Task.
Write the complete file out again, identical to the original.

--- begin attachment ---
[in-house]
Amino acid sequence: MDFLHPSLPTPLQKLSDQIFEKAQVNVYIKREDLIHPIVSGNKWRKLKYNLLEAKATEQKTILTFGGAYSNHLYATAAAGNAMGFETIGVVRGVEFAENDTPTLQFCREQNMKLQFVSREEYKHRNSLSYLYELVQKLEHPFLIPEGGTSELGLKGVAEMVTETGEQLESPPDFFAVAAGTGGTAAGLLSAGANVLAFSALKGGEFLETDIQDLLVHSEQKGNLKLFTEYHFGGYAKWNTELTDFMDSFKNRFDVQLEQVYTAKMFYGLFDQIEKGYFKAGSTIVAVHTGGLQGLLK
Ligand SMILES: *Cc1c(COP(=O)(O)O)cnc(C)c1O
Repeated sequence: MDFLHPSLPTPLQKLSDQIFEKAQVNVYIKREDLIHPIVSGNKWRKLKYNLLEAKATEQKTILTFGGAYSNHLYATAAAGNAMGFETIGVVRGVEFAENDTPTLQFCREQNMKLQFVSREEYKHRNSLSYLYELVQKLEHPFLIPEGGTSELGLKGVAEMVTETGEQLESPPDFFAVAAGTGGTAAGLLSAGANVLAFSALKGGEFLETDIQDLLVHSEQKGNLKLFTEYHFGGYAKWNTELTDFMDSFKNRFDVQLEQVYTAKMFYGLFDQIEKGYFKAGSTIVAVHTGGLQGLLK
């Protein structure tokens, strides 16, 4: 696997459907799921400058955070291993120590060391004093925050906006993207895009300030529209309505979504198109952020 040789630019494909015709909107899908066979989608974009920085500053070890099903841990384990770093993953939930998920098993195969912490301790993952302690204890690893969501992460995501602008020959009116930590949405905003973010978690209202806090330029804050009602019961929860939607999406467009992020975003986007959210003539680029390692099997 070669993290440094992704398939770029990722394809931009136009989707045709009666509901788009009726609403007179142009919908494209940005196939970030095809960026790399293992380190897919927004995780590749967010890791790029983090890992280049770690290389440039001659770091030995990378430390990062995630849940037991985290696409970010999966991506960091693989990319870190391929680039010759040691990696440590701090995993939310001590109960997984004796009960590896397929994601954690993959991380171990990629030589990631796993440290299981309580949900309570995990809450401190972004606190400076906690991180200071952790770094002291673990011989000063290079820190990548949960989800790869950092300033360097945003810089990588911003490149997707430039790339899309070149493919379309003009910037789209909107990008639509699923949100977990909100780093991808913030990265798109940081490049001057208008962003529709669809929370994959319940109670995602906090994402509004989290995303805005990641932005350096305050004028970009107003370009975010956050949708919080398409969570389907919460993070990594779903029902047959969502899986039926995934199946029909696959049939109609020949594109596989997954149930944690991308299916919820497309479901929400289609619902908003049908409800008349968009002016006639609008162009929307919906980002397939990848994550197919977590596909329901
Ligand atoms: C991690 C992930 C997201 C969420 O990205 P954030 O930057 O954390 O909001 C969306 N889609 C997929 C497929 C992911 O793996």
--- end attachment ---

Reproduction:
[in-house]
Amino acid sequence: MDFLHPSLPTPLQKLSDQIFEKAQVNVYIKREDLIHPIVSGNKWRKLKYNLLEAKATEQKTILTFGGAYSNHLYATAAAGNAMGFETIGVVRGVEFAENDTPTLQFCREQNMKLQFVSREEYKHRNSLSYLYELVQKLEHPFLIPEGGTSELGLKGVAEMVTETGEQLESPPDFFAVAAGTGGTAAGLLSAGANVLAFSALKGGEFLETDIQDLLVHSEQKGNLKLFTEYHFGGYAKWNTELTDFMDSFKNRFDVQLEQVYTAKMFYGLFDQIEKGYFKAGSTIVAVHTGGLQGLLK
Ligand SMILES: *Cc1c(COP(=O)(O)O)cnc(C)c1O
Repeated sequence: MDFLHPSLPTPLQKLSDQIFEKAQVNVYIKREDLIHPIVSGNKWRKLKYNLLEAKATEQKTILTFGGAYSNHLYATAAAGNAMGFETIGVVRGVEFAENDTPTLQFCREQNMKLQFVSREEYKHRNSLSYLYELVQKLEHPFLIPEGGTSELGLKGVAEMVTETGEQLESPPDFFAVAAGTGGTAAGLLSAGANVLAFSALKGGEFLETDIQDLLVHSEQKGNLKLFTEYHFGGYAKWNTELTDFMDSFKNRFDVQLEQVYTAKMFYGLFDQIEKGYFKAGSTIVAVHTGGLQGLLK
């Protein structure tokens, strides 16, 4: 696997459907799921400058955070291993120590060391004093925050906006993207895009300030529209309505979504198109952020 040789630019494909015709909107899908066979989608974009920085500053070890099903841990384990770093993953939930998920098993195969912490301790993952302690204890690893969501992460995501602008020959009116930590949405905003973010978690209202806090330029804050009602019961929860939607999406467009992020975003986007959210003539680029390692099997 070669993290440094992704398939770029990722394809931009136009989707045709009666509901788009009726609403007179142009919908494209940005196939970030095809960026790399293992380190897919927004995780590749967010890791790029983090890992280049770690290389440039001659770091030995990378430390990062995630849940037991985290696409970010999966991506960091693989990319870190391929680039010759040691990696440590701090995993939310001590109960997984004796009960590896397929994601954690993959991380171990990629030589990631796993440290299981309580949900309570995990809450401190972004606190400076906690991180200071952790770094002291673990011989000063290079820190990548949960989800790869950092300033360097945003810089990588911003490149997707430039790339899309070149493919379309003009910037789209909107990008639509699923949100977990909100780093991808913030990265798109940081490049001057208008962003529709669809929370994959319940109670995602906090994402509004989290995303805005990641932005350096305050004028970009107003370009975010956050949708919080398409969570389907919460993070990594779903029902047959969502899986039926995934199946029909696959049939109609020949594109596989997954149930944690991308299916919820497309479901929400289609619902908003049908409800008349968009002016006639609008162009929307919906980002397939990848994550197919977590596909329901
Ligand atoms: C991690 C992930 C997201 C969420 O990205 P954030 O930057 O954390 O909001 C969306 N889609 C997929 C497929 C992911 O793996």